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Wednesday 26th October 2016

Tests start on universal flu vaccine

8th September 2008

A "universal flu vaccine" made by a research team at Oxford University is currently undergoing trial testing on human subjects in the UK.


The vaccine could put an end to the current vaccination programme, which requires people to have an injection every year.

The new vaccine focuses on "different" parts of the influenza virus and could mean that it would not need to be updated annually to stop new strains.

Study leader, Dr Sarah Gilbert, said current flu vaccines are created so they induce an "immune response to H and N proteins on the outer shell of the virus".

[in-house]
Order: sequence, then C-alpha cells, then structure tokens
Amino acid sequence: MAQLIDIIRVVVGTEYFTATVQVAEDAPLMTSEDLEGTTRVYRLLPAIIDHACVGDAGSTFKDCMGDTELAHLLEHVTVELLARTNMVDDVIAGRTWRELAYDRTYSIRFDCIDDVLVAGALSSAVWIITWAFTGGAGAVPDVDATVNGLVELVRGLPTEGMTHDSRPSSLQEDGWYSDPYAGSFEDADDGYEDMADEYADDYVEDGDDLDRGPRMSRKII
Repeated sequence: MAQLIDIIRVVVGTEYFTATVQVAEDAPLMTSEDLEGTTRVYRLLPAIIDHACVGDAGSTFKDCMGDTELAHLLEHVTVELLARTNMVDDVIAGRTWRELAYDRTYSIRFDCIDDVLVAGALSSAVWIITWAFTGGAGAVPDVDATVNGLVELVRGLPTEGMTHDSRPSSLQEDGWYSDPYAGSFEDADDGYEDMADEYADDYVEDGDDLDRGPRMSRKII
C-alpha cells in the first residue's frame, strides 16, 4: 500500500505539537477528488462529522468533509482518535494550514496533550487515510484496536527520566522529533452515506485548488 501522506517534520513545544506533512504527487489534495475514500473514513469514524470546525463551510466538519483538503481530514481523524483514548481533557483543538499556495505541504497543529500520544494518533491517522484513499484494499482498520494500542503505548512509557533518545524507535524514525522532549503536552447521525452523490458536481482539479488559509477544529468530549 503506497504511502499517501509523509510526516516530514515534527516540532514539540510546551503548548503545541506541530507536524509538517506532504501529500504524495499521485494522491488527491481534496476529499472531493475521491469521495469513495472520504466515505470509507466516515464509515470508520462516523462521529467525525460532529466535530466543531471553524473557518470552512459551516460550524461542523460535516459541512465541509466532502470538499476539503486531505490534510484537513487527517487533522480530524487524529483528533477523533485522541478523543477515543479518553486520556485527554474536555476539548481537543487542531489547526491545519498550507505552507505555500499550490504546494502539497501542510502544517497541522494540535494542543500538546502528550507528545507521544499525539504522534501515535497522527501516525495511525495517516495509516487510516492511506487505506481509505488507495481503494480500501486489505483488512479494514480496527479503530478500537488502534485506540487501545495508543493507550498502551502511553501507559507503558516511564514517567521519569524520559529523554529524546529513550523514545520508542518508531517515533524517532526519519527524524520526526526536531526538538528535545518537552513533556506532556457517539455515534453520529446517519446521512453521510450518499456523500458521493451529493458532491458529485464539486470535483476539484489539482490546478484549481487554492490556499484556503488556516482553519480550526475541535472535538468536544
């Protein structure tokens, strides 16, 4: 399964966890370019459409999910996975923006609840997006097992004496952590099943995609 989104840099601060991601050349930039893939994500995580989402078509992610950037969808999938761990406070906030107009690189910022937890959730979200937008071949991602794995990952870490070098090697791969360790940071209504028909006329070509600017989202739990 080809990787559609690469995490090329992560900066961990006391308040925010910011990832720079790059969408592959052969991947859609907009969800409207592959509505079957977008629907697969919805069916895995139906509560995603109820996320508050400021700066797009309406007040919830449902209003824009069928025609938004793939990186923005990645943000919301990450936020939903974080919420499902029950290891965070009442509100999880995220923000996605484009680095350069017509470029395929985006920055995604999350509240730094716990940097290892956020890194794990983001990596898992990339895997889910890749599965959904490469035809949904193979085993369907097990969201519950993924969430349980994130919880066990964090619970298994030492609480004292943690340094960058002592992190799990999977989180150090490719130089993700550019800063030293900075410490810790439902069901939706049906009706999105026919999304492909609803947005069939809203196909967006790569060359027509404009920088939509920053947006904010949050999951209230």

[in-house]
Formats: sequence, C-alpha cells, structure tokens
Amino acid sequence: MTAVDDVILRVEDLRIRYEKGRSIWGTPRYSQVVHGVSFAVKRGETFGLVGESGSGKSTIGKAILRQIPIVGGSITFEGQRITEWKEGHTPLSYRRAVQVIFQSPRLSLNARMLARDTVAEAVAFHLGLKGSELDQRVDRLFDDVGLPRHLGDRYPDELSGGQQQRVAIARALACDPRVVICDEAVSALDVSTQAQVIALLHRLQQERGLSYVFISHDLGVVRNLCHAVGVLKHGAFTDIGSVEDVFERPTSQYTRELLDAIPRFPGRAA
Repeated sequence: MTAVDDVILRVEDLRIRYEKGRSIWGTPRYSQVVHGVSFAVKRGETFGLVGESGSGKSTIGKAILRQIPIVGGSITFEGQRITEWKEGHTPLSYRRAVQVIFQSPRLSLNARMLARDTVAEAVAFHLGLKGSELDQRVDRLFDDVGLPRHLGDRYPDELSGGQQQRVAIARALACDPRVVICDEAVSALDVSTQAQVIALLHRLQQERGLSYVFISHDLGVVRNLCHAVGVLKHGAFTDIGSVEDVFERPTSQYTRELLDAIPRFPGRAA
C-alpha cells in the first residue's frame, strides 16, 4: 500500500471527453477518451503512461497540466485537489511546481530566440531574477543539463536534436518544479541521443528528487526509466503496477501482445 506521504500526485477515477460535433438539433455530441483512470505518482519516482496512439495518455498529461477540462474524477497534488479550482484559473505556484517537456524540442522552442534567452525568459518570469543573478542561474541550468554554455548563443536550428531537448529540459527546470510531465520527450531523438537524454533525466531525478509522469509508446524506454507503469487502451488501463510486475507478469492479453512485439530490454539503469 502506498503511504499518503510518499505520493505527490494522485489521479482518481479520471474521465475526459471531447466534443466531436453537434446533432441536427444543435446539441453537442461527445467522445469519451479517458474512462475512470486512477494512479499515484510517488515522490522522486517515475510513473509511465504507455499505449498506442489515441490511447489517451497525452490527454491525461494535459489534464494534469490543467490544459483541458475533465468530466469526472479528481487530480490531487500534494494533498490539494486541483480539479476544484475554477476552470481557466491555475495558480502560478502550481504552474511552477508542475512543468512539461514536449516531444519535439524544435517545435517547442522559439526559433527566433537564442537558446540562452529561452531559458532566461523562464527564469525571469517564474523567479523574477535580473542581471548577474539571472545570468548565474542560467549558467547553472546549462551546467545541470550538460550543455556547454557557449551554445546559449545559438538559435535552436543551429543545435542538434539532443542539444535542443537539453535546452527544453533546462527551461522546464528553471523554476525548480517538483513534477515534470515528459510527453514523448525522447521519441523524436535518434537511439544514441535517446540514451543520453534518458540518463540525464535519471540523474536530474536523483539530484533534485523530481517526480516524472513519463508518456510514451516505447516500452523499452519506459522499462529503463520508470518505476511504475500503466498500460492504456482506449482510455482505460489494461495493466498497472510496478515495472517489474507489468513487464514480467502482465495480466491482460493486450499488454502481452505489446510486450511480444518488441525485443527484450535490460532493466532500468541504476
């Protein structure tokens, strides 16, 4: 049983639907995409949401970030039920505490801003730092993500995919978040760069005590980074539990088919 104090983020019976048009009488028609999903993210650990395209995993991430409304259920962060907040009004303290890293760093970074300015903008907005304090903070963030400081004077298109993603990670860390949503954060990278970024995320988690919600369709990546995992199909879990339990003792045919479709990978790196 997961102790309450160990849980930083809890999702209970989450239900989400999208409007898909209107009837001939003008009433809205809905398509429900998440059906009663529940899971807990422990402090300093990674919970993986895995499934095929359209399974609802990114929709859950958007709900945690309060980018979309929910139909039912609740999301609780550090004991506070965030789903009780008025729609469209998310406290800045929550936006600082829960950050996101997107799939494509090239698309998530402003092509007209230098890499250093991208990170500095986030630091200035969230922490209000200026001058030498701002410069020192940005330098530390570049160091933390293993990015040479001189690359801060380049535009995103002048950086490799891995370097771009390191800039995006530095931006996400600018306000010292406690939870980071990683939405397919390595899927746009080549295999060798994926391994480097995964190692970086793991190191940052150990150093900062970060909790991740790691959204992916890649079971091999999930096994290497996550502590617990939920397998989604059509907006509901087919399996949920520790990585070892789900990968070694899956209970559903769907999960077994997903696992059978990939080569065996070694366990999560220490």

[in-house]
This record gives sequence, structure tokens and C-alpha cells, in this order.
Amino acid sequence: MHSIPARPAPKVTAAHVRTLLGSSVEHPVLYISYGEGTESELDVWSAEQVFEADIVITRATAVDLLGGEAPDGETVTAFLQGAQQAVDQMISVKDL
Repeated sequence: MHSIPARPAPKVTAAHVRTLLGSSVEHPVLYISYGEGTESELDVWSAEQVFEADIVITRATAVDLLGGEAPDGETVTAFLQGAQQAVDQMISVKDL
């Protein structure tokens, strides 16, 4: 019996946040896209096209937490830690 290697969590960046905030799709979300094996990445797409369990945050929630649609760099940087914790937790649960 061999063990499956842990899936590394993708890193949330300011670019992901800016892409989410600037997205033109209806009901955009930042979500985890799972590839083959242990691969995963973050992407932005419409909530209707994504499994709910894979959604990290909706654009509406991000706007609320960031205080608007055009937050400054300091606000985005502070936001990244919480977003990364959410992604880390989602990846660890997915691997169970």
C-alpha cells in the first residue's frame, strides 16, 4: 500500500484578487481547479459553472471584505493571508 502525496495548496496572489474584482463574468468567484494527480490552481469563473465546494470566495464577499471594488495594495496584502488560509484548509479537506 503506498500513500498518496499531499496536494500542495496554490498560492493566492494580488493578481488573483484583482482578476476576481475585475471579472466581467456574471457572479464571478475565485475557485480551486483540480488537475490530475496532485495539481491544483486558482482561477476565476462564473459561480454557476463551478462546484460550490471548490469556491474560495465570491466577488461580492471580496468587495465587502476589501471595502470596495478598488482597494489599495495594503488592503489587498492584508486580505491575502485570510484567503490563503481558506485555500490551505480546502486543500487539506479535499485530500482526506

However, these proteins can mutate, which meant the vaccine has to be updated annually.

The research team created a new vaccine which focused on the proteins contained in the inner shell of the virus. These proteins share similarity across many different types of the virus.

The vaccine carries the proteins into cells by using a "weakened smallpox virus". It then multiplies and is attacked by T immune cells.

12 volunteers will be given the vaccine to check dose requirements before more studies proceed.

Dr Gilbert said: "With having to make new vaccine every year there's never enough to go around. With this vaccine, we could end up having pretty much everyone vaccinated - a situation more like measles where you don't really see it anymore."


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